Homeowners insurance is meant to cover unexpected events, such as a vandal getting into your home or roof damage from a thunderstorm. Since radon slowly causes damage to home occupants over time, it doesn't fall under the policy's umbrella. However, whether you're buying a home or currently own one, radon is something to be concerned about.
Radon is a naturally occurring gas caused by the decomposition of uranium, a common element found in ground materials such as soil, water and rocks. As the uranium decays, it becomes radium, and the radium releases the radioactive radon gas. Radon doesn't have a color, scent or other visible sign for its presence. Naturally, radon gas is just about everywhere in the air and isn't harmful in the normal amounts. However, homeowners living with excessively high levels of radon are in danger.
Radon gets into a house from underneath, entering as it's released from the ground below. Levels above 4 picoCuries per liter, according to the United States Environmental Protection Agency, are a cause for concern. The air around you, on average, contains only around 0.4 pCi/L of radon. Breathing in radon in excessive amounts is known to cause lung cancer and is held as the second largest cause of lung cancer in the United States, just behind smoking.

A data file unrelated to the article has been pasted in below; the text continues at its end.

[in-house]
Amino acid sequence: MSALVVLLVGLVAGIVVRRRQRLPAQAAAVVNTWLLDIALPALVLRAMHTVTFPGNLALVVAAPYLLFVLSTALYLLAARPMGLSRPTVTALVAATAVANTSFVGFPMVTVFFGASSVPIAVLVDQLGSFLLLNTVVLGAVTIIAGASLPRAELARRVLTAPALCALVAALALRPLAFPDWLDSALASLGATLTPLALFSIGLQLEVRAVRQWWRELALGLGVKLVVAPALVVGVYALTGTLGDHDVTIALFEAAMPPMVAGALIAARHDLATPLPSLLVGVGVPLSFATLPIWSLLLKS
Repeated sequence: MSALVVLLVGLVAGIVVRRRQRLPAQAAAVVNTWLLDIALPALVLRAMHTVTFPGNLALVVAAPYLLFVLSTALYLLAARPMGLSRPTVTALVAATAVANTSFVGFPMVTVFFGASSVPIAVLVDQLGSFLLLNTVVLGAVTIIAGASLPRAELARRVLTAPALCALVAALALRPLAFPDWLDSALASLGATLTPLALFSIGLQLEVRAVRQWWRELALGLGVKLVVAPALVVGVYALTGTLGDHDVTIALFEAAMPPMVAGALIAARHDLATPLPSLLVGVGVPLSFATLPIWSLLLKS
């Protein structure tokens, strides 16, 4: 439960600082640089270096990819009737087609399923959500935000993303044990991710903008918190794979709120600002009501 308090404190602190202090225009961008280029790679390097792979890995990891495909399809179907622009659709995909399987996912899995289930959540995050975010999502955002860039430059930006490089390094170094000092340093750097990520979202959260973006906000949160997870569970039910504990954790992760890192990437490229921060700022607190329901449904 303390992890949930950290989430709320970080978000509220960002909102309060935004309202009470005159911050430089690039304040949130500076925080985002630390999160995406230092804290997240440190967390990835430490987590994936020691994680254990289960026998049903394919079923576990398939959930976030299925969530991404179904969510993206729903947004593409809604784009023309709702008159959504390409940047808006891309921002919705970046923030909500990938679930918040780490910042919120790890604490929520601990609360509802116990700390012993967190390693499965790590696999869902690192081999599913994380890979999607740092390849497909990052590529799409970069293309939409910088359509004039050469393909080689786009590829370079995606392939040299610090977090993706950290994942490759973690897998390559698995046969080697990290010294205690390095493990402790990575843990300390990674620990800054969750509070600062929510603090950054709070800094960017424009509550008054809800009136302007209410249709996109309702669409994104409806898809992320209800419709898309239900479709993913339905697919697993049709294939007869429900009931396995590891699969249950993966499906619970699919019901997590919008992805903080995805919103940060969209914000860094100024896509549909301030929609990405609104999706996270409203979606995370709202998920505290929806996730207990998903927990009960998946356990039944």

A homeowner can test for radon using a short-term or long-term test. A short-term test lasts for anywhere from two days to three months, so it's recommended for homeowners for immediate concerns. Short-term testing won't give you an accurate picture of your radon levels year round. A long-term test stays in the home for over three months. The EPA recommends trying a short-term test first. If your levels are excessively high, you should follow up with a second short test before you take action. However, if the results are borderline, you may want to follow up with a long-term test instead. If you're buying a home, ask the seller for recent radon test results.
Radon Level Reduction
Contact a licensed radon contractor for mitigation work if you have excessive radon levels in your home. Your state's radon agency has information about contractors in your area. Radon mitigation steps and costs vary, depending on the problem and the home's structure. One common solution is the installation of a fan with a vent pipe system under your home, which forces the gas outward instead of up and into your home. Sealing any cracks or openings in your foundation may also lower radon levels.
- United States Environmental Protection Agency: How Radon Enters Your Home
- United States Environmental Protection Agency: Radon is a Cancer-Causing, Radioactive Gas
- United States Environmental Protection Agency: How to Test Your Home
- United States Environmental Protection Agency: How to Lower the Radon Levels in Your Home
- CNN Money: Your House Can Make You Sick
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